The Angels Flight Funicular in Los Angeles, California in 2017. Photo Credit: Difference engine [CC BY-SA(]

A Funicular is a bottom-support fixed grip transit system primarily designed for inclines. This form of transportation in often used as a last-mile solution where other modes cannot ascend steep geographic areas.

A funicular typically has two passenger vehicles (cars) or two groups of vehicles. The cars counterbalance each other and as one ascends the other descends. In this configuration, both cars are fixed to one haul rope

Funiculars were historically constructed with two parallel tracks.  This configuration is shown in the graphic below.  Modern funiculars often implement a mid-way passing point, allowing for one lane of track for most of the length of the system.  This improvement reduces the cost and time to construct a funicular. The concept for this layout is show in layouts 2 and 3 below.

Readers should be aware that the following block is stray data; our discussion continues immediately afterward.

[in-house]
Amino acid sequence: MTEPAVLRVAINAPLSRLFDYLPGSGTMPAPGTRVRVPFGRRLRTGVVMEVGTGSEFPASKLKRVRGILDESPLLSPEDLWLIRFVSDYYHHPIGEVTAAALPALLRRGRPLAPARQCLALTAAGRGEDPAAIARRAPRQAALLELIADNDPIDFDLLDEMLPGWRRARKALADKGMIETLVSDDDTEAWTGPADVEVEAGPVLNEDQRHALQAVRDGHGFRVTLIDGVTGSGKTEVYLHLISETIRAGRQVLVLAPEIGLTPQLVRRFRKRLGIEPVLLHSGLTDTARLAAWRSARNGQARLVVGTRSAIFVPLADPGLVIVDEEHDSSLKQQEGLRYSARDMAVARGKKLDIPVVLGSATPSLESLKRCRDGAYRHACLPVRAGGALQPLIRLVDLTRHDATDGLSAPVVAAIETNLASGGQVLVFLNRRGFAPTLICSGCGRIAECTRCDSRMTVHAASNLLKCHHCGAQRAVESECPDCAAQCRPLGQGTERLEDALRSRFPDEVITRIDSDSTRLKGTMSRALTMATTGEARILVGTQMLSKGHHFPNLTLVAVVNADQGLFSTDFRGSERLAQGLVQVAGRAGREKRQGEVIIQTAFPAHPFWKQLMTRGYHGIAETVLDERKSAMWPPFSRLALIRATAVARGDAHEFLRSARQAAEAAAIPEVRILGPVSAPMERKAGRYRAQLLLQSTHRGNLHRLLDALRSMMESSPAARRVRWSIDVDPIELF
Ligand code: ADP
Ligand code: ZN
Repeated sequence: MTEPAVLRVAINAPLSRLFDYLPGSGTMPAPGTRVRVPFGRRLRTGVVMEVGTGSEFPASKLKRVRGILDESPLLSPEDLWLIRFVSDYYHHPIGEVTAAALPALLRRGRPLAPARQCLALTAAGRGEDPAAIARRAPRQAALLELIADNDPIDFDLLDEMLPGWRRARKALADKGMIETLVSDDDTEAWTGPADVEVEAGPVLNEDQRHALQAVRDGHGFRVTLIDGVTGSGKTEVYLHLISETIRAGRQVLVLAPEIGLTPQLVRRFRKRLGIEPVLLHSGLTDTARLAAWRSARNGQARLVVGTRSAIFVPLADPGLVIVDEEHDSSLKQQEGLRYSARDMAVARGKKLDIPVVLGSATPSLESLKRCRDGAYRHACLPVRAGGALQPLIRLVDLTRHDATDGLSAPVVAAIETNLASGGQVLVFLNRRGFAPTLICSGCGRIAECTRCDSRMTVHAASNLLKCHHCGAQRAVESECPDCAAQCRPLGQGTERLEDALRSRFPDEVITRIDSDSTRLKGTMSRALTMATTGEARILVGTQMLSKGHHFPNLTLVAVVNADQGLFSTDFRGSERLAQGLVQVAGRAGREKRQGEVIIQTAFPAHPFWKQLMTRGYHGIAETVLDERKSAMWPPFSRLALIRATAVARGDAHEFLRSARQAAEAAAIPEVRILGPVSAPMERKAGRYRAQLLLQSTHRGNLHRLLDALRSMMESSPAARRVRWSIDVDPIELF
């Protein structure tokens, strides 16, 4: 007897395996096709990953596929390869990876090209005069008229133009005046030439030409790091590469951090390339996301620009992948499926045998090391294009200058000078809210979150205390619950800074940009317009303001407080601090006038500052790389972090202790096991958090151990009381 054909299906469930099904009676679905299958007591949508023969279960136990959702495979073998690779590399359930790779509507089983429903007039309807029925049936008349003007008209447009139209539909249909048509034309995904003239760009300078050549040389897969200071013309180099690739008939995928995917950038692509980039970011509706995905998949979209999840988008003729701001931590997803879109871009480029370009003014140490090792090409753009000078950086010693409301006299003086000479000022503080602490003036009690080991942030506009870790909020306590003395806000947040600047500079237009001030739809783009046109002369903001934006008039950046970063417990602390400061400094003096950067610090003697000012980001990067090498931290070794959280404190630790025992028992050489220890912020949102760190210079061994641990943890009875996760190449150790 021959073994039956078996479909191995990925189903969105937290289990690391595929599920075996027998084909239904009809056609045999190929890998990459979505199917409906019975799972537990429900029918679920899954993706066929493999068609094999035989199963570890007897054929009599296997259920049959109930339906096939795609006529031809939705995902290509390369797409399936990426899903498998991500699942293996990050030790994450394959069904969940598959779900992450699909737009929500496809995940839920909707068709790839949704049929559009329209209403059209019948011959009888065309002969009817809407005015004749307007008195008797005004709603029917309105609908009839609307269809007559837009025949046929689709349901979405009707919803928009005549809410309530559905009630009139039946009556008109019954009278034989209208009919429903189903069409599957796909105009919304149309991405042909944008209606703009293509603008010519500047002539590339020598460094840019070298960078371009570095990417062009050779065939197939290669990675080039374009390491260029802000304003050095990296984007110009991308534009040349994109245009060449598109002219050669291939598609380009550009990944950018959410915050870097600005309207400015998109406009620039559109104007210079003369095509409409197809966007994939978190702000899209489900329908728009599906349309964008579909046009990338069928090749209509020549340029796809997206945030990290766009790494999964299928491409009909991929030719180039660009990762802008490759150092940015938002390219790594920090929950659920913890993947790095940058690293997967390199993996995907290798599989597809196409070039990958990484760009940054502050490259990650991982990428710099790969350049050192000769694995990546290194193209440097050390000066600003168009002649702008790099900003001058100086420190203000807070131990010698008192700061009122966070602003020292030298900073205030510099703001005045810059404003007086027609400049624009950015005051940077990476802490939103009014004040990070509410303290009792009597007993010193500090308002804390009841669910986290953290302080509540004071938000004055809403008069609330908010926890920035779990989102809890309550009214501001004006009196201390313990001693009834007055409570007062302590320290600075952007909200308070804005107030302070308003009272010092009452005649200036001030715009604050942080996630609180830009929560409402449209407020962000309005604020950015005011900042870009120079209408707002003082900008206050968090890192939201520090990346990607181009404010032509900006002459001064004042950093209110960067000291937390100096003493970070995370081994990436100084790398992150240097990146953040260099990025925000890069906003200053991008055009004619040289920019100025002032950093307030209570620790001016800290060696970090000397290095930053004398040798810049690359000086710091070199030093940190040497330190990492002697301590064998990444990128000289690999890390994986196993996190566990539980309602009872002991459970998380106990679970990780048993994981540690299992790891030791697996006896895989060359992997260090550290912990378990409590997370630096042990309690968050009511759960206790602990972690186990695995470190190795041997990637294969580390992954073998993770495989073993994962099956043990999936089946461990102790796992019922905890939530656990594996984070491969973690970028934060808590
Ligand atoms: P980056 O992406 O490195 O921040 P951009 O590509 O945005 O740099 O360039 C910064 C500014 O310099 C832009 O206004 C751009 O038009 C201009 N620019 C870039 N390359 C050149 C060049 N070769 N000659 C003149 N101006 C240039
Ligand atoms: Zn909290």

Image credit: Cmglee at English Wikipedia [CC BY (]

Major Characteristics

Support: Bottom-supported by track.

Grip: Fixed

Cables: One cable that loops over a pulley at the upper end of the tracks shuffling both cars

Speed: 8 m/s to 14 m/s

Capacity: 10 to 400 passengers

Tracks: Ground or elevated structure

Cost: US $10 million/km to $60 million/km

The Hastings Cliff Railways in Hastings, United Kingdom. Photo Credit: Tony Hisgett from Birmingham, UK [CC BY(]

The Gondola Project has profiles on several Funicular systems, including: